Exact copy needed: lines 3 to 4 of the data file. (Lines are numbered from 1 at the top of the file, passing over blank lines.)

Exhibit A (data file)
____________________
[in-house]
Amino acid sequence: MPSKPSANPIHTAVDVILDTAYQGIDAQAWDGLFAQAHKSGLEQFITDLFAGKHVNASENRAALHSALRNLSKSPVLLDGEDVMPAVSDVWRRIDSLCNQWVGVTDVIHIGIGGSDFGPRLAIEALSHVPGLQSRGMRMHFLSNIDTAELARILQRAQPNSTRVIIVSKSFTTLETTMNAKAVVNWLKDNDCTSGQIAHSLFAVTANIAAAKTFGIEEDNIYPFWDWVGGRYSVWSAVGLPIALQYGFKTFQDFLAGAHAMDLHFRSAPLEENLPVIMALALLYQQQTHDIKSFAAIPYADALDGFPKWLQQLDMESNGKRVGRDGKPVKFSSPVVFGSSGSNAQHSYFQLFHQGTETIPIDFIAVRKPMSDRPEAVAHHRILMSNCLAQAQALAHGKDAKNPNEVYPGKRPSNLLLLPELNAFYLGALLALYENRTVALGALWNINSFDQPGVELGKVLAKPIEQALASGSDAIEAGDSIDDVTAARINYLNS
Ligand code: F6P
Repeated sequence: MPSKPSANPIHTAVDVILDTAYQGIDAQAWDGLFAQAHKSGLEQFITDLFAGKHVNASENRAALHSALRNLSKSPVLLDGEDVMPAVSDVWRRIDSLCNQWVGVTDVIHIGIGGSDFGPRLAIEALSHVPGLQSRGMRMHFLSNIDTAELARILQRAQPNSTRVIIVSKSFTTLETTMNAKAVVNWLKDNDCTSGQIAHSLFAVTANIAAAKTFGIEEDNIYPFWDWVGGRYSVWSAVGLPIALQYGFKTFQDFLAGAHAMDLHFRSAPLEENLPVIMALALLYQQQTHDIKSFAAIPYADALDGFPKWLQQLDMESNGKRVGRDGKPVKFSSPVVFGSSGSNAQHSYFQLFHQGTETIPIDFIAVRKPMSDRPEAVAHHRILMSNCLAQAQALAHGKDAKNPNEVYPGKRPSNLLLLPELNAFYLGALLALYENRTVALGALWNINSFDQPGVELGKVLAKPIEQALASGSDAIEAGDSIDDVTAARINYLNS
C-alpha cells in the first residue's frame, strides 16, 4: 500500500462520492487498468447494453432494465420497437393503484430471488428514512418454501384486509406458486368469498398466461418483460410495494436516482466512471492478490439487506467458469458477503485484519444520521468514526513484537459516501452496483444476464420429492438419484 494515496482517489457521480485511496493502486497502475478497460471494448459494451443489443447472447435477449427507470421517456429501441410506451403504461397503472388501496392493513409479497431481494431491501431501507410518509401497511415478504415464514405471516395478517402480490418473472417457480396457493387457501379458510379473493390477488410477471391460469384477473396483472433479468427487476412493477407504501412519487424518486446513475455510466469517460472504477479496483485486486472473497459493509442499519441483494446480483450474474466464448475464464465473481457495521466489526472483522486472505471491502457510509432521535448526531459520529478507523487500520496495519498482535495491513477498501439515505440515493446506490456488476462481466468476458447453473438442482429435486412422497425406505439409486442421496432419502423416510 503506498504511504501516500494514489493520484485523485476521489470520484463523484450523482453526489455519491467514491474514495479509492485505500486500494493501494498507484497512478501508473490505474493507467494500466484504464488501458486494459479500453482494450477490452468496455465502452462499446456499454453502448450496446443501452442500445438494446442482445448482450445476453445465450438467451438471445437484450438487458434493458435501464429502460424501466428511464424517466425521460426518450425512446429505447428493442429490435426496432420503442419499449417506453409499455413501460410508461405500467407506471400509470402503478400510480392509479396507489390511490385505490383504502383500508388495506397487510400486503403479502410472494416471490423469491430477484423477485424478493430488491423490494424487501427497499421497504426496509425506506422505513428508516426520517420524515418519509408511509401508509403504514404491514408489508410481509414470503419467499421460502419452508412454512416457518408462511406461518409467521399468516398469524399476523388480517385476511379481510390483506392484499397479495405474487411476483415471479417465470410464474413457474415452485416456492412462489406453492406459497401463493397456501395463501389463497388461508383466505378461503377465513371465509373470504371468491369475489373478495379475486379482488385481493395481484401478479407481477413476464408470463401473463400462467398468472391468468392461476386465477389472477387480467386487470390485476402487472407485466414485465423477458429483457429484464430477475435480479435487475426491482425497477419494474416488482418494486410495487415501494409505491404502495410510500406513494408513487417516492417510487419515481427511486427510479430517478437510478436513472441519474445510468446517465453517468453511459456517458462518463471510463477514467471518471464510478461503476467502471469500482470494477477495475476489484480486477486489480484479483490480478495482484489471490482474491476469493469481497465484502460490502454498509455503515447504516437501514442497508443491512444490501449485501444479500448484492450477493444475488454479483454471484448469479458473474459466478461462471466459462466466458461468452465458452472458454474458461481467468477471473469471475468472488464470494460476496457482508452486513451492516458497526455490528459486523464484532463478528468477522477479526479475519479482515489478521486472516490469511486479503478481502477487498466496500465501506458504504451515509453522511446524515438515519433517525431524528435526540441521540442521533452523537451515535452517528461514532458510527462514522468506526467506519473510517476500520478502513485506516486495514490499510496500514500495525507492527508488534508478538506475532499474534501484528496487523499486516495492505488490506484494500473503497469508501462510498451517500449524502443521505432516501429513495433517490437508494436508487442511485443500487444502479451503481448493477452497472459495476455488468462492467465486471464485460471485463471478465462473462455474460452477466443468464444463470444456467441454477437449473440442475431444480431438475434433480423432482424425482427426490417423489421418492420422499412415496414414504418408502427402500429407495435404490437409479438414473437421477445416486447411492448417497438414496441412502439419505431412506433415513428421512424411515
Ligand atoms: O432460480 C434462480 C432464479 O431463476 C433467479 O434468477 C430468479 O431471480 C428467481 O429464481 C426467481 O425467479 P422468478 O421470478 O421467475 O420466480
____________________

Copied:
Ligand code: F6P
Repeated sequence: MPSKPSANPIHTAVDVILDTAYQGIDAQAWDGLFAQAHKSGLEQFITDLFAGKHVNASENRAALHSALRNLSKSPVLLDGEDVMPAVSDVWRRIDSLCNQWVGVTDVIHIGIGGSDFGPRLAIEALSHVPGLQSRGMRMHFLSNIDTAELARILQRAQPNSTRVIIVSKSFTTLETTMNAKAVVNWLKDNDCTSGQIAHSLFAVTANIAAAKTFGIEEDNIYPFWDWVGGRYSVWSAVGLPIALQYGFKTFQDFLAGAHAMDLHFRSAPLEENLPVIMALALLYQQQTHDIKSFAAIPYADALDGFPKWLQQLDMESNGKRVGRDGKPVKFSSPVVFGSSGSNAQHSYFQLFHQGTETIPIDFIAVRKPMSDRPEAVAHHRILMSNCLAQAQALAHGKDAKNPNEVYPGKRPSNLLLLPELNAFYLGALLALYENRTVALGALWNINSFDQPGVELGKVLAKPIEQALASGSDAIEAGDSIDDVTAARINYLNS